improving so steadily, that I think we shall see a change for the better in the spring."
The perfect rest, the good food, the soft turf and gentle exercise, soon began to tell on my condition and my spirits. I had a good constitution from my mother, and I was never strained when I was young, so that I had a better chance than many horses, who have been worked before they came to their full strength. During the winter my legs improved so much, that I began to feel quite young again. The spring came round, and one day in March, Mr. Thoroughgood determined that he would try me in the phaeton. I was well pleased, and he and Willie drove me a few miles. My legs were not stiff now, and I did the work with perfect ease.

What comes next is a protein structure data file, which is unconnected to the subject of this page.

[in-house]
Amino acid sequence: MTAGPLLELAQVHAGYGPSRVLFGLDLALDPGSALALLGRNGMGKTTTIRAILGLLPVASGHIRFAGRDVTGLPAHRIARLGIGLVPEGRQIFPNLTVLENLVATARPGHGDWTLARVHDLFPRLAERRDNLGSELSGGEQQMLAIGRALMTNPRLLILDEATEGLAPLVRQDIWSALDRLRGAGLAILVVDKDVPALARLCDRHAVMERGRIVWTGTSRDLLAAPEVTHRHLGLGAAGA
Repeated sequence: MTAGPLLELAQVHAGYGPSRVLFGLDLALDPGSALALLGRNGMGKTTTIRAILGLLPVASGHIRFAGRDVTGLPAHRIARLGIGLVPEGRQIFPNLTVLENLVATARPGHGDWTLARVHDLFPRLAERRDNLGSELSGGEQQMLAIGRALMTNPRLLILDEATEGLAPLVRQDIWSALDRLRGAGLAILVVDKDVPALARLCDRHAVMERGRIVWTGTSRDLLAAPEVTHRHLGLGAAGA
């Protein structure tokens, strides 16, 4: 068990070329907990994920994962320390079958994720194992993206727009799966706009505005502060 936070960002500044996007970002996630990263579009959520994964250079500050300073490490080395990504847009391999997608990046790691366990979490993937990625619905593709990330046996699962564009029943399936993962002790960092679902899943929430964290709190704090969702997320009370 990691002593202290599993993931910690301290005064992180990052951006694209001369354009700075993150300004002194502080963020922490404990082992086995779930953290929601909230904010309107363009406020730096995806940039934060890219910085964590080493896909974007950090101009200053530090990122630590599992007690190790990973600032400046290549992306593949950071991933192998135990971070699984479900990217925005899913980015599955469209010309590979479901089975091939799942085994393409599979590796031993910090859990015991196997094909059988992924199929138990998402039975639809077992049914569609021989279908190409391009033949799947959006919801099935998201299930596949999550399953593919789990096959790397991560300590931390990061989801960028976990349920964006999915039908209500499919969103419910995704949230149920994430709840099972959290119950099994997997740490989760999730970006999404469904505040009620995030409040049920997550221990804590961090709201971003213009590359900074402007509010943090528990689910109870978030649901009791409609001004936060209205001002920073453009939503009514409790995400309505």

"He's growing young, Willie; we must give him a little gentle work now, and by midsummer he will be as good as Ladybird: he has a beautiful mouth, and good paces, they can't be better."
"Oh! grandpapa, how glad I am you bought him!"
"So am I, my boy, but he has to thank you more than me; we must now be looking out for a quiet genteel place for him, where he will be valued."